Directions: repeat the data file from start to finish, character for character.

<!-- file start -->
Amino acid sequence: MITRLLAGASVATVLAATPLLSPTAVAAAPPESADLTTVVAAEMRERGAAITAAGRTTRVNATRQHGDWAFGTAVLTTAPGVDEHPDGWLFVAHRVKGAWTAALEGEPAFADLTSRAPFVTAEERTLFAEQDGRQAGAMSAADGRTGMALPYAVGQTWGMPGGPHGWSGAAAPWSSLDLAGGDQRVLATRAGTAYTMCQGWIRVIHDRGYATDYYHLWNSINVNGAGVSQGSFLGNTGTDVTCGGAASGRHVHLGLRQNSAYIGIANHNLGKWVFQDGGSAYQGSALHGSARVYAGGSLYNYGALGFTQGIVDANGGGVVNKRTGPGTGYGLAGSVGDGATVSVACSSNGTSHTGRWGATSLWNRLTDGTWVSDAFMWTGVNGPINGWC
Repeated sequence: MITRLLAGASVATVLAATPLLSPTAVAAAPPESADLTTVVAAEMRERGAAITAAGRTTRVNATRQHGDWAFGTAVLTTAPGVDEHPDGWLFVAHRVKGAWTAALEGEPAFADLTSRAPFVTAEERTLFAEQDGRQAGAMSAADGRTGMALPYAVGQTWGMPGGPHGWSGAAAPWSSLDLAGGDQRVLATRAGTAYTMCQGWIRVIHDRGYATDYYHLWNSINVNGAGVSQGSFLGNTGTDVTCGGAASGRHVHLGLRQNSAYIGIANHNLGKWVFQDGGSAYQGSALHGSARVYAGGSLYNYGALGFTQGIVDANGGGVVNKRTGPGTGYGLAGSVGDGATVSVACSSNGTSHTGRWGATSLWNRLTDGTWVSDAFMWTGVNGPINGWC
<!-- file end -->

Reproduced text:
Amino acid sequence: MITRLLAGASVATVLAATPLLSPTAVAAAPPESADLTTVVAAEMRERGAAITAAGRTTRVNATRQHGDWAFGTAVLTTAPGVDEHPDGWLFVAHRVKGAWTAALEGEPAFADLTSRAPFVTAEERTLFAEQDGRQAGAMSAADGRTGMALPYAVGQTWGMPGGPHGWSGAAAPWSSLDLAGGDQRVLATRAGTAYTMCQGWIRVIHDRGYATDYYHLWNSINVNGAGVSQGSFLGNTGTDVTCGGAASGRHVHLGLRQNSAYIGIANHNLGKWVFQDGGSAYQGSALHGSARVYAGGSLYNYGALGFTQGIVDANGGGVVNKRTGPGTGYGLAGSVGDGATVSVACSSNGTSHTGRWGATSLWNRLTDGTWVSDAFMWTGVNGPINGWC
Repeated sequence: MITRLLAGASVATVLAATPLLSPTAVAAAPPESADLTTVVAAEMRERGAAITAAGRTTRVNATRQHGDWAFGTAVLTTAPGVDEHPDGWLFVAHRVKGAWTAALEGEPAFADLTSRAPFVTAEERTLFAEQDGRQAGAMSAADGRTGMALPYAVGQTWGMPGGPHGWSGAAAPWSSLDLAGGDQRVLATRAGTAYTMCQGWIRVIHDRGYATDYYHLWNSINVNGAGVSQGSFLGNTGTDVTCGGAASGRHVHLGLRQNSAYIGIANHNLGKWVFQDGGSAYQGSALHGSARVYAGGSLYNYGALGFTQGIVDANGGGVVNKRTGPGTGYGLAGSVGDGATVSVACSSNGTSHTGRWGATSLWNRLTDGTWVSDAFMWTGVNGPINGWC